lights, camera, anorexia
Fame, admiration, lust, constant smiles and a different designer dress every day. I must admit, the life of a fashion model sounds pretty good when put like this. But when you throw in the thermogenics, diuretics, appetite suppressants, amphetamines, and a few ‘grey market’ bodybuilding supplements, it’s starting to sound a little scary.
Let’s put it into perspective: The average American woman is 5’4” and weighs 140 pounds, and yet the average American model is 5’11’’ and weighs 117 pounds. Fashion models are thinner than 98% of American women and a large proportion of them are not healthy, physiologically unstable and are promoting clothing that 98% of us cannot fit in.
Skeletal bodies strutting down the catwalk are thankfully becoming a thing of the past though, and despite the progress being painfully slow, health may one day be the new ‘in’ thing.
Over the last few years, fashion has been changing; they are learning how to reject bad health, anorexia and the illegal substances lingering in the model’s change rooms.
The realisation that things were getting dangerous came back in 2006, when the death of anorexic Brazilian model, Ana Carolina Reston, sent shockwaves through the fashion industry. She died from an infection caused by anorexia nervosa, where sufferers have an abnormal fear of becoming obese, creating an aversion to food. This was the same year that fashion model Luisel Ramos, 22, died from heart failure after reportedly eating nothing but lettuce and diet drinks.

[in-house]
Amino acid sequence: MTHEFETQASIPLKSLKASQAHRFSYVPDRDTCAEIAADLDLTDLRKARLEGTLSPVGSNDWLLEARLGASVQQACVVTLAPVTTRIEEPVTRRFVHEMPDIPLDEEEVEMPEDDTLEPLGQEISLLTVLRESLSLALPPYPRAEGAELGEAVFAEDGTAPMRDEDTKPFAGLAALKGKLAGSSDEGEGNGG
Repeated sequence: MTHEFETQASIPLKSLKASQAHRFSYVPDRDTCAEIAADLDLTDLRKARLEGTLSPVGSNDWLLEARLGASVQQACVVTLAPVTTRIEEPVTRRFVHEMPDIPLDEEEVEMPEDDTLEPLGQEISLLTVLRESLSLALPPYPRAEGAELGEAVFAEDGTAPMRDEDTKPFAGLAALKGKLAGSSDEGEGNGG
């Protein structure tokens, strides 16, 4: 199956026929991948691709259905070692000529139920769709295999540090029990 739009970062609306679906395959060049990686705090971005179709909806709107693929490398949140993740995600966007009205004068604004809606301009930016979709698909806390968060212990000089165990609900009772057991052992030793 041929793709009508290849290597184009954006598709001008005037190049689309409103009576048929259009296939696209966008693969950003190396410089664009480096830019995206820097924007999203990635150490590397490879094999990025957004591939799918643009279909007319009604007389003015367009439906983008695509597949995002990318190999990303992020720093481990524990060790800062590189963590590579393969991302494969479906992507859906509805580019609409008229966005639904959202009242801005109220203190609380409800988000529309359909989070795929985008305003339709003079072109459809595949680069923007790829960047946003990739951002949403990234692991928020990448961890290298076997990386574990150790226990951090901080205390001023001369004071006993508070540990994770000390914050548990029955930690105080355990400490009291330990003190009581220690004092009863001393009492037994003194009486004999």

But they tell us it’s all better now.
The Melbourne Spring Fashion Week, along with many other fashion shows worldwide, are adopting rules saying models must be fed, rested, counselled about health and nutrition, and banned from working before their 16th birthday.
Italy’s fashion world now has a self-regulating code that fights against unhealthy models by requiring them to show medical proof they do not suffer from eating disorders and calls for a commitment to add larger sizes to fashion collections.
Their punishment for not following the code? Less favourable times for shows.
France has a law making it illegal to promote thin models in the media.
And Spain are trying something a little different, weighing models before shows and requiring a BMI (Body Mass Index) of 18 or higher for models to be able to perform in shows. BMI calculates a measure of body fat based on height and weight. If you are under 18.5, you are considered underweight, therefore Spain are trying to curb anorexic models in fashion by adopting this policy. However, the BMI does not take into account things as muscle tone, cannot be seen to be an entirely accurate measure of health, and it is said that this policy discriminates against naturally thin models.
Whilst I am happy they are curbing eating disorders and extreme malnutrition in the industry, I would rather fashion models from every scale of the BMI to parade the catwalks. I would rather these codes and laws be enforced by something greater than just an unpopular time slot. And I would rather the fashion industry to have a different definition of ‘thin’.
The fashion industry is almost exempt from being a good influence on society, and I’m tired of seeing emaciated fashion models representing women.
An average of 2.9 million viewers turned over to watch the premiere of America’s Next Top Model, 2010. I guess the catfights and bitchiness were hard to resist… But what about the bad influence on those 2.9 million viewers who see young, beautiful girls being told they’re ‘curvy’ when they’re only a size 10?
It almost feels like if you want to become a fashion model, you have to give up ever feeling good enough.
What do you think? Is the ‘too skinny’ and ‘too curvy’ epidemics ever going to end?